Tag Archives: inspirational women

With You Always by Jody Hedlund

Hedlund, Jody With You Always

With You Always by Jody Hedlund

Series: Orphan Train, Book 1

Publication Date: June 6, 2017

Publisher: Bethany House


In order to determine which of my sons is worthiest to inherit sole control over all my investments and companies, I am issuing a six-month challenge. The two conditions are as follows. First, each son must build a sustainable town along the Illinois Central Railroad. And second, each son must get married to a woman he loves.                                                                                              -From the will of Mr. Quincy

The stipulations in the will of Thornton and Bradford Quincy’s father set a chain of events into motion that will impact many lives other than their own. Elise Neumann, an extremely poor young immigrant woman, struggles to provide for herself and four younger children for whom she is responsible. Her path crosses with that of Thornton and Bradford Quincy when they begin hiring people for employment to move to the towns they are struggling to build in the wilds of Illinois territory in 1857.

Elise Neumann is forced like many others to take a job in the Midwest as there is no longer any work available in New York City at this time. She embarks on a train journey leaving her siblings behind until she can earn enough money to send for them. Women were at a distinct disadvantage at this time in history. Pay was not equal; accommodations were not equal; and life was significantly more complex if you were a female.

Elise Neumann finds her life entangled with Thornton Quincy in spite of their very different social classes. Faith, love, and spirits filled with integrity and honesty eventually bring Elise and Thornton to a place where they can pursue their dreams together.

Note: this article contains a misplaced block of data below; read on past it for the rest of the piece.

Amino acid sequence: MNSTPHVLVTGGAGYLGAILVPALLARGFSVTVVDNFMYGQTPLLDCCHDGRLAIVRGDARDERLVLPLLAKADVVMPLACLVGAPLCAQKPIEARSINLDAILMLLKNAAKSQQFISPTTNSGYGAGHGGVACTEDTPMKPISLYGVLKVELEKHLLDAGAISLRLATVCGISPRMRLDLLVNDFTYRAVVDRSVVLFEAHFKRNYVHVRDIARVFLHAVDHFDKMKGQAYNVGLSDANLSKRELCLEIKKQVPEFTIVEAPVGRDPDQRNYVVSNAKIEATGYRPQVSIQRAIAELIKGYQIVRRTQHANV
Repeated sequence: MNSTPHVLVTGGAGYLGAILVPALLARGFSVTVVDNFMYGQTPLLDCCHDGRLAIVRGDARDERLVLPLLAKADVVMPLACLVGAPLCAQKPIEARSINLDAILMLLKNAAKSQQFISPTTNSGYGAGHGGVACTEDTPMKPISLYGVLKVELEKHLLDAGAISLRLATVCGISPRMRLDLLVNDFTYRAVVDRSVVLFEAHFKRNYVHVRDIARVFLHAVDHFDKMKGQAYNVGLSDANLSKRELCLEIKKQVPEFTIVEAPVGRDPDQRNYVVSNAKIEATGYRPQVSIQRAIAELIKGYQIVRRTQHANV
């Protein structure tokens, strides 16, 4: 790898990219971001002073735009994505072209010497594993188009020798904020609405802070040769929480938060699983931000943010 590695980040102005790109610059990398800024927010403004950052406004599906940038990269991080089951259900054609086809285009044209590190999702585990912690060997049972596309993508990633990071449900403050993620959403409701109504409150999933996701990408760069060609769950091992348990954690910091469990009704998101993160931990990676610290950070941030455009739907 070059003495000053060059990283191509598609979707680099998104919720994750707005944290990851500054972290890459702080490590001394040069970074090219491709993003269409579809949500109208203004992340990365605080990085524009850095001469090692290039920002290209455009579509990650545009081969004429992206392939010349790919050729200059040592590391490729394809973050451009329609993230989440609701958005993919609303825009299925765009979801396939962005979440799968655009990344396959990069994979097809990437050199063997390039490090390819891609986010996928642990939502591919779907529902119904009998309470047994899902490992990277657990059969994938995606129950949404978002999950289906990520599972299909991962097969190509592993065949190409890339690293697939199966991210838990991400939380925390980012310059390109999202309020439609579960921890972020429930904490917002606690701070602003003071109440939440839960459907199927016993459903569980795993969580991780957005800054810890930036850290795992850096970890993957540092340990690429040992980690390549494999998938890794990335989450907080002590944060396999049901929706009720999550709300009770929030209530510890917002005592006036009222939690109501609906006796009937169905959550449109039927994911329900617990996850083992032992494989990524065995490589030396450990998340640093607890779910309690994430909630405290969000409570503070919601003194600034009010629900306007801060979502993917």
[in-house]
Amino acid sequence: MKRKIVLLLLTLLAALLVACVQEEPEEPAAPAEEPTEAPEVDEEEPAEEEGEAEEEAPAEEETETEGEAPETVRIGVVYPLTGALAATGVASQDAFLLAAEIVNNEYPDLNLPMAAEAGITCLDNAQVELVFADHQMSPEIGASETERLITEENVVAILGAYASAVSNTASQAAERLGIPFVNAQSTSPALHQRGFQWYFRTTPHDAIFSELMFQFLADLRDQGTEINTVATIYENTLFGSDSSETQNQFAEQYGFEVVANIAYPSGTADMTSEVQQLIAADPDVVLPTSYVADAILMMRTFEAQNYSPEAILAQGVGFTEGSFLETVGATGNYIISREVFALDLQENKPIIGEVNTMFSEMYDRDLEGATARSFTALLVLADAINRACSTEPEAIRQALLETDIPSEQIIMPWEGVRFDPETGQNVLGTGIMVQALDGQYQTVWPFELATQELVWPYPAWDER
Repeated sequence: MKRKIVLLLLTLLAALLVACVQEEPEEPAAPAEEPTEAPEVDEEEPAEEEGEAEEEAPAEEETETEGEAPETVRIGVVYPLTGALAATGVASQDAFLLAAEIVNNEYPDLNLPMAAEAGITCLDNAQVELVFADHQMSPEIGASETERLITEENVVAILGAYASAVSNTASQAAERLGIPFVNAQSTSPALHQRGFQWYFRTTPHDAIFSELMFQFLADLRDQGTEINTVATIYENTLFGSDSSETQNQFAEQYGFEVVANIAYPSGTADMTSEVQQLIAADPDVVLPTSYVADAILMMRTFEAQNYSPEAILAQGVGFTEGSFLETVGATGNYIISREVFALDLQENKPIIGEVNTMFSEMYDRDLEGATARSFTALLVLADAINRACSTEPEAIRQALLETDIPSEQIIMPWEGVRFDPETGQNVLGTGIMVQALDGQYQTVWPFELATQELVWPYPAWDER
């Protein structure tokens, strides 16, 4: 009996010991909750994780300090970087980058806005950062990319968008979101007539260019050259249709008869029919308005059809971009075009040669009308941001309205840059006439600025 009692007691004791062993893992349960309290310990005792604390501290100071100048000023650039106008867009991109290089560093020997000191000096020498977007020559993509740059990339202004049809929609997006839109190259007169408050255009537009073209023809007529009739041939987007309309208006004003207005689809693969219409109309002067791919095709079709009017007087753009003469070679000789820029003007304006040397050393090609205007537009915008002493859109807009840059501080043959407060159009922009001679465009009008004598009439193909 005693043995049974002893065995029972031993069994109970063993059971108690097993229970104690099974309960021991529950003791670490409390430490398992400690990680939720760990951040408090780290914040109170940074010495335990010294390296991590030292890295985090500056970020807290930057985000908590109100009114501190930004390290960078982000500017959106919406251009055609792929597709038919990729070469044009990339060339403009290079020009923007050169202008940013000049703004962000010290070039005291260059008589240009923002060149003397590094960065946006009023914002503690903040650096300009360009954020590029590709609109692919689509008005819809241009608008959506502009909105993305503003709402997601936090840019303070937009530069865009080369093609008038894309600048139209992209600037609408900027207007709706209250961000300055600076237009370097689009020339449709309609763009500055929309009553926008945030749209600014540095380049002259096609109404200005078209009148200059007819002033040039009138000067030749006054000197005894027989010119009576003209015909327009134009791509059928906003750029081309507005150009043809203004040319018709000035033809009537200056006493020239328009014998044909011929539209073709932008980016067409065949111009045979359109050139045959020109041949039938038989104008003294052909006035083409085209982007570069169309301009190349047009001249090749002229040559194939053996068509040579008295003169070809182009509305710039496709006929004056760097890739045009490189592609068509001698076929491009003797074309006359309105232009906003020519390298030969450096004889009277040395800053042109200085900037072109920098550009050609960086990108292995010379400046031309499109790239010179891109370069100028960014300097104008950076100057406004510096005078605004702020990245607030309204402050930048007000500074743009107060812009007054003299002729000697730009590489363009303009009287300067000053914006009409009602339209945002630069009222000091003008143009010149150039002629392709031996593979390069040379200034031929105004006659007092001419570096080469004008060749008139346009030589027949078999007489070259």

This book is an excellent start to a new series. I thoroughly enjoyed the book and feel that is one of Jody Hedlund’s best books. The characters are engaging and dynamic. The plot pulls the reader right in from the very beginning and carries through to the end. Ms. Hedlund draws on real historical detail to provide depth to the story. Readers of historical inspirational fiction will love this appealing novel! Excitedly awaiting book two!

This ARC copy was received from Bethany House Publishers and Netgalley.com in exchange for an honest review. The above thoughts and opinions are wholly my own.




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Filed under Book Reviews, christian fiction, Historical Fiction, Inspirational Fiction, Romance

The Mapmaker’s Children by Sarah McCoy

Mapmaker's Children

Publication Date: May 2015

Publisher: Broadway Books, an imprint of the Crown Publishing Group, a division of Penguin Random House LLC

ARC Copy from Penguin Random House LLC


Two distinctly different storylines mesh and flow together throughout this book. McCoy tells the intriguing story of Sarah Brown, daughter of abolitionist John Brown, while alternating her story with that of Eden Anderson, a young woman who moves into a house where Sarah stayed 150 years earlier.

While the young women have a common problem in their lives, each one tackles the issue in a different manner. As the mystery of a porcelain doll’s head found by Eden in the old house unravels, the reader can begin to see the connection between the two women. The women face difficult decisions and must find the courage to do what is necessary to move on with their lives. Each woman finds strength and support from bonding with neighbors, family, and acquaintances they make in their community and by utilizing their own unique talents. By the end of the novel, each woman redefined their concept of family, which allowed them to live peacefully with themselves.

The book starts slow, but the plot draws the reader in gradually. Readers of historical fiction will enjoy the storyline. The historical information contained in the book based on the life of the real Sarah Brown is very interesting. An unusual woman for her time!


Sarah McCoy’s website

Sarah’s Goodreads page

Sarah’s twitter page


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Filed under Book Reviews, Contemporary, Historical Fiction